Journal article

Testing options for the commercialization of abalone selective breeding using bioeconomic simulation modelling

Nick Robinson, Xiaoxu Li, Ben Hayes



The genetic response and economic benefit from alternative breeding programme designs for blacklip and greenlip abalone (Haliotis rubra and Haliotis laevigata, respectively) were evaluated using a computer simulation model. Two selection criteria were investigated, one used family breeding values for liability to disease challenge test infection and the other used a direct selection of the best performing individuals across families for growth rate. Five scales of breeding programme were tested and the model predicted that if growth rate is the only selection criterion, breeding programmes of a scale using 150 families of each species each generation would result in 12-13% genetic improvemen..

View full abstract

University of Melbourne Researchers


Funding Acknowledgements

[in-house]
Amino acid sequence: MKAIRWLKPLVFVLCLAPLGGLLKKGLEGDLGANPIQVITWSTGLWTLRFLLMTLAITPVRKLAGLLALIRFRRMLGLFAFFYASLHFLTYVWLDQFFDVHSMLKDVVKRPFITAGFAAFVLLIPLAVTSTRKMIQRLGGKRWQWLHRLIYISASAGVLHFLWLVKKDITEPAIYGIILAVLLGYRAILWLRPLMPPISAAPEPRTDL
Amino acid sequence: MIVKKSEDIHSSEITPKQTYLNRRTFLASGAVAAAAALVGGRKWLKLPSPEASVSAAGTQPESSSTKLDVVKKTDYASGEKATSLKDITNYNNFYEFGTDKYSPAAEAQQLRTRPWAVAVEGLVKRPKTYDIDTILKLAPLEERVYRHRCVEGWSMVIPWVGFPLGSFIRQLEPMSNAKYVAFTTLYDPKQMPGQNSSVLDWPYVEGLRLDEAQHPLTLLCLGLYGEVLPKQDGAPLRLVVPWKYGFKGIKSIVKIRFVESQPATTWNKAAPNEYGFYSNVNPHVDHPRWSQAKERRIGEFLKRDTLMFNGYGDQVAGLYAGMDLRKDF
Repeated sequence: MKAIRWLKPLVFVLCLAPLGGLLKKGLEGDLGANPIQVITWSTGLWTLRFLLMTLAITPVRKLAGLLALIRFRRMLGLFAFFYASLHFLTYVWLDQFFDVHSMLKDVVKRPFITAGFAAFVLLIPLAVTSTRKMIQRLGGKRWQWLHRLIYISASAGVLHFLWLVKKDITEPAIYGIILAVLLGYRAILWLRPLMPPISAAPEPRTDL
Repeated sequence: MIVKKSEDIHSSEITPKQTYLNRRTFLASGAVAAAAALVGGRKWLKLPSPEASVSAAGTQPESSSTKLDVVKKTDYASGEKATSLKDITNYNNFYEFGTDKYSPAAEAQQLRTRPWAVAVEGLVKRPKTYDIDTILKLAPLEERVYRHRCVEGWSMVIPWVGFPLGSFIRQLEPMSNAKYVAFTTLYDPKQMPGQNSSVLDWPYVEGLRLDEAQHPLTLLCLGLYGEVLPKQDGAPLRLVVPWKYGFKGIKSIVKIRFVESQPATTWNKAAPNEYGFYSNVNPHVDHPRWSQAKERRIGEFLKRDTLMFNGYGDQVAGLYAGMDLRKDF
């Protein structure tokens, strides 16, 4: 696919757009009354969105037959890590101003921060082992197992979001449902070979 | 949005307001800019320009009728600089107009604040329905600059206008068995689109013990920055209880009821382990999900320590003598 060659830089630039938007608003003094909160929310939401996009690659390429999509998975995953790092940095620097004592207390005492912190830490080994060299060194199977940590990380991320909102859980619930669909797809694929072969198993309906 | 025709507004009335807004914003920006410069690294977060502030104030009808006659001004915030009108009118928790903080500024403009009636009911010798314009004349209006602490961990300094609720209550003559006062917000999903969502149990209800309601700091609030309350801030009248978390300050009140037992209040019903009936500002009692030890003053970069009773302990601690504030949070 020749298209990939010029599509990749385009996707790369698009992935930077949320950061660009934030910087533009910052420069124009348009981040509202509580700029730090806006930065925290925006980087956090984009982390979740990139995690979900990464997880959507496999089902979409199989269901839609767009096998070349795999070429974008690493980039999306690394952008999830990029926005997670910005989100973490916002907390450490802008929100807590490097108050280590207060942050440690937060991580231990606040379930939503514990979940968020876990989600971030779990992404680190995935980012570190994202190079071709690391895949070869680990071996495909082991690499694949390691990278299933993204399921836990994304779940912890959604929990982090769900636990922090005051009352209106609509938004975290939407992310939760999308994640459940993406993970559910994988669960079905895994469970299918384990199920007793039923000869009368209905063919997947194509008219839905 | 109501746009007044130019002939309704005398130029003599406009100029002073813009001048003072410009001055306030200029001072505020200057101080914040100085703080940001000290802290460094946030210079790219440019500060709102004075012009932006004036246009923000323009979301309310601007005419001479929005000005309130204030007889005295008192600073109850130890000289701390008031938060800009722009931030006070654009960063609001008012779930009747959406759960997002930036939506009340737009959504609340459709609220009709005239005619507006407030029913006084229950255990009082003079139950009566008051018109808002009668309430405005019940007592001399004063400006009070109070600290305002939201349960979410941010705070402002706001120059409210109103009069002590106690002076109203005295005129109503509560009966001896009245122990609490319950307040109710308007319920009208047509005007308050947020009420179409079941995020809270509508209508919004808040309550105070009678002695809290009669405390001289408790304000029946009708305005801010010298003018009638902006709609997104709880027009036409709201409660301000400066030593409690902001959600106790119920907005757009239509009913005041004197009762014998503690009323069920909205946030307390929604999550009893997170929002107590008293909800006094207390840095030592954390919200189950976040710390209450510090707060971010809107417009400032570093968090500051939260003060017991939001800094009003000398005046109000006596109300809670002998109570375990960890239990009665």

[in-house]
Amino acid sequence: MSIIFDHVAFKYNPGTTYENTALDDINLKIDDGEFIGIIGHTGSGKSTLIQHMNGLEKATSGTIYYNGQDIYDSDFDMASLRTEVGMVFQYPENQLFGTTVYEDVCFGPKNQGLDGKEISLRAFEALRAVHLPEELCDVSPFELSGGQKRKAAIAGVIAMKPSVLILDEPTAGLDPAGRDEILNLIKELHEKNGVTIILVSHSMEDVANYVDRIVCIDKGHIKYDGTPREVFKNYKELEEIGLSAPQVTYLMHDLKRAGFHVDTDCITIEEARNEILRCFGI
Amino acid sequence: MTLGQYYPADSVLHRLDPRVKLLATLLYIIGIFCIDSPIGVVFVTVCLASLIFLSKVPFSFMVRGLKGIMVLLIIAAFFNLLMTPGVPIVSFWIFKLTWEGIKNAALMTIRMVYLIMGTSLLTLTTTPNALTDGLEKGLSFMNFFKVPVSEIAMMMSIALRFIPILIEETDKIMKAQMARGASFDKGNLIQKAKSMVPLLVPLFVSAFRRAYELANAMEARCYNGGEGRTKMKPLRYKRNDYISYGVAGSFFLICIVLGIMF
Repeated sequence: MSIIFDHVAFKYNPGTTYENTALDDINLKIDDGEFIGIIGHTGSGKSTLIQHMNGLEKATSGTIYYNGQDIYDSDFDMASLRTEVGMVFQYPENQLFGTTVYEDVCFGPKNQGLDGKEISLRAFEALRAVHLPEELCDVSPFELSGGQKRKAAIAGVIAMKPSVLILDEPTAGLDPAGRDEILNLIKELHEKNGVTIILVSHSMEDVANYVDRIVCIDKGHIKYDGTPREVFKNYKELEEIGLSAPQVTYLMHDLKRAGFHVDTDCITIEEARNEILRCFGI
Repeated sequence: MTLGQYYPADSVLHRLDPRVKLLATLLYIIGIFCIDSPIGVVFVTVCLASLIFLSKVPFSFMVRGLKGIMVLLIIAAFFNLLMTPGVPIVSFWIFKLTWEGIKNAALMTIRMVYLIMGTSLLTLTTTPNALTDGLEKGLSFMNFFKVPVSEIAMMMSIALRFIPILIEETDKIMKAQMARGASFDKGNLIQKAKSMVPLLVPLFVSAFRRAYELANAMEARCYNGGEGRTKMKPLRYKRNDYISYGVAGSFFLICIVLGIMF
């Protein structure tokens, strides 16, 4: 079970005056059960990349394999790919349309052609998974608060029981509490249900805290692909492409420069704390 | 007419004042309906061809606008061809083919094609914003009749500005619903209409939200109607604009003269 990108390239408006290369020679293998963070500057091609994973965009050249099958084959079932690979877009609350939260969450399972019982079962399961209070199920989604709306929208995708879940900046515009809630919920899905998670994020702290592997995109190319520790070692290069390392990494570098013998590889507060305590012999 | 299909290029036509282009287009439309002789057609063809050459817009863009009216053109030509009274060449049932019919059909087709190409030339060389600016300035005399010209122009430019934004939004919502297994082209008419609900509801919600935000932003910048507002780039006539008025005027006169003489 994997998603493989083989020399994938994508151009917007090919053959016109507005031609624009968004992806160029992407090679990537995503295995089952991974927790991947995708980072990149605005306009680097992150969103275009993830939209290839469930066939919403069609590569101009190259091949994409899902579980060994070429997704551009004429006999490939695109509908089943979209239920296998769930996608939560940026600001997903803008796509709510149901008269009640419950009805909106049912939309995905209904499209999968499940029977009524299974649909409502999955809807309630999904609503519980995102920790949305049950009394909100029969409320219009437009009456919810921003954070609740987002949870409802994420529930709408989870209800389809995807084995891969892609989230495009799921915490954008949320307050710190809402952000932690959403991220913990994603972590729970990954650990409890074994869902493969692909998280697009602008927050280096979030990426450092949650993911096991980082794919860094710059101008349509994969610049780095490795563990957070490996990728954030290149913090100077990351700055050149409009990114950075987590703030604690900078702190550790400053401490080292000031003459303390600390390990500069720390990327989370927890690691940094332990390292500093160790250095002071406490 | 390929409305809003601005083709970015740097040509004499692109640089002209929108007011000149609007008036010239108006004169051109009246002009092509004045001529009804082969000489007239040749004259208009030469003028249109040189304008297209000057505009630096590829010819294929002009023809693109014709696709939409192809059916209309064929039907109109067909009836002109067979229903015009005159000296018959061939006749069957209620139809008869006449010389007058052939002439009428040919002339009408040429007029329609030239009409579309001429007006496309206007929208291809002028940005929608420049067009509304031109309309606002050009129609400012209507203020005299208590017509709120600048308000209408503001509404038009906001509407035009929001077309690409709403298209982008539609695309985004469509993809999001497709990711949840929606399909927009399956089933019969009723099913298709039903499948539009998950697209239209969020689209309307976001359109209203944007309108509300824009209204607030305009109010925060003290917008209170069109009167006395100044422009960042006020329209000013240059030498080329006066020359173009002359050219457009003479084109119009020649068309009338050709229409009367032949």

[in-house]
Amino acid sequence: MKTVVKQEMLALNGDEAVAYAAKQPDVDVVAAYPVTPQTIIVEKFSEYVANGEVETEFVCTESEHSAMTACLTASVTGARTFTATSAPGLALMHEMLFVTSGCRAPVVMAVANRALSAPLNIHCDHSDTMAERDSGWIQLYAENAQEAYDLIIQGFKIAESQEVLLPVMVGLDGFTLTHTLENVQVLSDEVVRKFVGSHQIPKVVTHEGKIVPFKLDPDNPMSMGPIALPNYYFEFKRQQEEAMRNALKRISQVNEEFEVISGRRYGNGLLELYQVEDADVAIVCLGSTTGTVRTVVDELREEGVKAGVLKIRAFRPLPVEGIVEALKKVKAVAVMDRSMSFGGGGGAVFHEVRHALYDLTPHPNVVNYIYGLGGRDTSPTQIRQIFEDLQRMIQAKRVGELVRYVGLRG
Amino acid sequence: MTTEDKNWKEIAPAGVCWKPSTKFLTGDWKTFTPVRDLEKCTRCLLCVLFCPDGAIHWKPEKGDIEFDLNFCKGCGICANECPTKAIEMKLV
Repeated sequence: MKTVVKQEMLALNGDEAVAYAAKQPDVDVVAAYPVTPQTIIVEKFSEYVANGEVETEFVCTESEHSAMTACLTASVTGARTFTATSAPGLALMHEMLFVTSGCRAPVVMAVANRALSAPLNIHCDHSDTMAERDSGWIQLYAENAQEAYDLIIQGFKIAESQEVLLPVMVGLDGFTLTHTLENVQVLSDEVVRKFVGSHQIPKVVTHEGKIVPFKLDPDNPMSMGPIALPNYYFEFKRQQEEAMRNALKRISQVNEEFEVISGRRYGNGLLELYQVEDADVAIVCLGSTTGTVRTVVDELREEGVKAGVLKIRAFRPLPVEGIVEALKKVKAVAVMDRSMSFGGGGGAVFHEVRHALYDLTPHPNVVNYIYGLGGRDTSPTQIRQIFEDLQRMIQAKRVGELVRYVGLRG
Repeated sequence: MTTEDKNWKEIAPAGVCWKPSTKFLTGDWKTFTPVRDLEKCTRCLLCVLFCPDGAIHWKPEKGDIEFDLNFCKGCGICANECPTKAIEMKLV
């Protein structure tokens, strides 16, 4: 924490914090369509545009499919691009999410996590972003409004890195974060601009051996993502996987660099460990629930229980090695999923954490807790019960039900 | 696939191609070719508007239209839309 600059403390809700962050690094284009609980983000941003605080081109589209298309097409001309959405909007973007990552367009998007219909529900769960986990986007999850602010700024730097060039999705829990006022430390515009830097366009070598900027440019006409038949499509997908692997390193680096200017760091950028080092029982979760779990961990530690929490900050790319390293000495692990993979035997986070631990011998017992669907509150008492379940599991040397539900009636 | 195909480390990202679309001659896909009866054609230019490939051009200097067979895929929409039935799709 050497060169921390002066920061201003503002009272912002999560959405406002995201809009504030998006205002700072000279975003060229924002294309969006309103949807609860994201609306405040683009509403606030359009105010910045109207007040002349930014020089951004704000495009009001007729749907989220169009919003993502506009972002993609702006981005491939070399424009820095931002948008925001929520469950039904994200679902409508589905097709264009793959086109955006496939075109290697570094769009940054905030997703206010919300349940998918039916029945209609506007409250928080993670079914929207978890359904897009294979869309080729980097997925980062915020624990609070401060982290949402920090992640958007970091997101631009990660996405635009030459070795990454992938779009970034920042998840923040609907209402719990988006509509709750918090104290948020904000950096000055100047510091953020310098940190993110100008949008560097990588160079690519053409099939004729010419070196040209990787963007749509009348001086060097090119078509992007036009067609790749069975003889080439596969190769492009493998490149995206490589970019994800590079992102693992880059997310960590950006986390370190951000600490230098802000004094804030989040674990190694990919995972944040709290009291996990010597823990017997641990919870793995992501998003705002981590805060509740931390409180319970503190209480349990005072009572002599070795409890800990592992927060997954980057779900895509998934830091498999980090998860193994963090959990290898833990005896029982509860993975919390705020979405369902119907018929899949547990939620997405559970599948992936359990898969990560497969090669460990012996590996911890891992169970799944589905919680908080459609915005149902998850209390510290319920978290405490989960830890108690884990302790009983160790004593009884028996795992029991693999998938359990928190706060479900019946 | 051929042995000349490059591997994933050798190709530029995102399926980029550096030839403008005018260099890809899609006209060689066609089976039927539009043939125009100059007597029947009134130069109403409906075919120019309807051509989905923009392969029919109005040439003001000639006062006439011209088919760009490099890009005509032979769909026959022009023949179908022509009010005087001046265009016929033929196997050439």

This work formed part of a project of the Australian Seafood Cooperative Research Centre, and received funds from the Australian Government's CRC programme, the Fisheries Research and Development Corporation and other CRC participants. The first author wishes to thank the Australian Seafood Cooperative Research Centre, Fisheries Research and Development Corporation, Australian Abalone Growers Association (AAGA), South Australian Research and Development Institute (SARDI) and Nofima Marine for their support of the project. The first author was employed by Nofima under a service contract with SARDI on this project. Thank you Ann Flemming of AAGA and Mark Gervis of Southern Ocean Mariculture who provided helpful advice, industry parameters and feedback on the project report and findings. Thank you also Graham Mair of Flinders University and Steven Clarke of SARDI who helped to establish the project and working agreements and provided helpful feedback on the work. There are a number of other people who contributed in discussions and workshops to provide information and helpful suggestions for this project, Martin Millar, Nick Elliot, Jonathan Lillie, Mehdi Doroudi, Peter Kube, Nick Savva, Geoff Penfold, Justin Harman and Shane Mclinden. Thanks also to my colleagues at Nofima (formerly Akvaforsk) in Norway, especially the Group Leader Kari Kolstad and Director Camilla Rosjo, who through this and other projects, have supported our work on the bioeconomic model for selective breeding and provided helpful advice. Finally, we would like to thank the anonymous reviewers of the manuscript who provided very useful suggestions and criticisms.